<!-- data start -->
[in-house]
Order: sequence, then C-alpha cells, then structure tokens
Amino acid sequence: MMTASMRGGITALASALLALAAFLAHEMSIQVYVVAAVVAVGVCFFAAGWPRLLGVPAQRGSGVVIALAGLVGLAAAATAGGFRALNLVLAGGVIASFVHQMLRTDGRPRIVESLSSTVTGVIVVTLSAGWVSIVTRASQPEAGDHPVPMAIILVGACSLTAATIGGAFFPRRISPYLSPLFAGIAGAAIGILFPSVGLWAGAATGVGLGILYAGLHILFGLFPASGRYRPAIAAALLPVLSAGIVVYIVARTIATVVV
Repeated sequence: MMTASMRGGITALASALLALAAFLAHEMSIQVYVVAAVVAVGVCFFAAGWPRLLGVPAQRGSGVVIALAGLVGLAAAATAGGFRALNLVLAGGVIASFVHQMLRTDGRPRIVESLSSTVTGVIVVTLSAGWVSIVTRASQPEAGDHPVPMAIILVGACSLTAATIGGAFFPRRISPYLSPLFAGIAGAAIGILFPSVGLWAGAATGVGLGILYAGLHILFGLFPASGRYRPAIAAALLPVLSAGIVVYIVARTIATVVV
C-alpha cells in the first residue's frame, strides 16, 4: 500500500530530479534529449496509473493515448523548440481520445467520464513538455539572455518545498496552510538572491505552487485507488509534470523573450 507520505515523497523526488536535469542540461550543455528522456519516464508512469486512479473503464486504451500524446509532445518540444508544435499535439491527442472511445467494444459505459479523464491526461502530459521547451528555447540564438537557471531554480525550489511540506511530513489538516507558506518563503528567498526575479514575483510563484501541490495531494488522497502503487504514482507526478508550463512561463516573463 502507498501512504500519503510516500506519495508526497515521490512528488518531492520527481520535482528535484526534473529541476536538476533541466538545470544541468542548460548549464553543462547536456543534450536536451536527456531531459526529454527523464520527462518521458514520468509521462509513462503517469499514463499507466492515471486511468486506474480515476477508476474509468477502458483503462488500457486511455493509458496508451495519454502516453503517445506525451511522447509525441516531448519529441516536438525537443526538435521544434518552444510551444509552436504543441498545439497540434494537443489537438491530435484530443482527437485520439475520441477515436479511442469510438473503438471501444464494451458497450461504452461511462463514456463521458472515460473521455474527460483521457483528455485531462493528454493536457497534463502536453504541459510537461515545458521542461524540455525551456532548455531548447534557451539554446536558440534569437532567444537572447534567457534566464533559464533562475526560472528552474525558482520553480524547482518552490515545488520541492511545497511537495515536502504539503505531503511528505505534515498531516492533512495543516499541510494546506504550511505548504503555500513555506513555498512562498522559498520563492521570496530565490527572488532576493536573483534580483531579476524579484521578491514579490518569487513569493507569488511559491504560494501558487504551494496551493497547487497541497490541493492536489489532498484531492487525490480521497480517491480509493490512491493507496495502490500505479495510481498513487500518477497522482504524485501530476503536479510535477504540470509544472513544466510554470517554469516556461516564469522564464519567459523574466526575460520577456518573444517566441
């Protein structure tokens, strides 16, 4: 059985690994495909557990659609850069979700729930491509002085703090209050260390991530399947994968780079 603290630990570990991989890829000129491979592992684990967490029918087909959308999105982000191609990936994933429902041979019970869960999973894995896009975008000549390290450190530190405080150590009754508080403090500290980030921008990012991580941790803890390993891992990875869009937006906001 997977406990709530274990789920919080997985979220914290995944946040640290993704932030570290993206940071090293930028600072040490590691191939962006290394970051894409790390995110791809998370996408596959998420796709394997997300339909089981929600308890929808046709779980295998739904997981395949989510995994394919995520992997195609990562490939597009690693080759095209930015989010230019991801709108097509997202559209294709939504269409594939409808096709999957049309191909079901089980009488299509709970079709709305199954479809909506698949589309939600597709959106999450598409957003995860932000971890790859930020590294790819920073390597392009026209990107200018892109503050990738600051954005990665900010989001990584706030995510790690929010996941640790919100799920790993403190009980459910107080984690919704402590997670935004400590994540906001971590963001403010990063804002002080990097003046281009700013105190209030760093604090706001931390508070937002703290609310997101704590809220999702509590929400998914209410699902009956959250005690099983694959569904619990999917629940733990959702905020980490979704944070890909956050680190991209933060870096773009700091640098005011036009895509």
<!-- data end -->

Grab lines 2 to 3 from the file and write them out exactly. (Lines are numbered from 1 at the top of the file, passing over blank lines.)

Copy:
Order: sequence, then C-alpha cells, then structure tokens
Amino acid sequence: MMTASMRGGITALASALLALAAFLAHEMSIQVYVVAAVVAVGVCFFAAGWPRLLGVPAQRGSGVVIALAGLVGLAAAATAGGFRALNLVLAGGVIASFVHQMLRTDGRPRIVESLSSTVTGVIVVTLSAGWVSIVTRASQPEAGDHPVPMAIILVGACSLTAATIGGAFFPRRISPYLSPLFAGIAGAAIGILFPSVGLWAGAATGVGLGILYAGLHILFGLFPASGRYRPAIAAALLPVLSAGIVVYIVARTIATVVV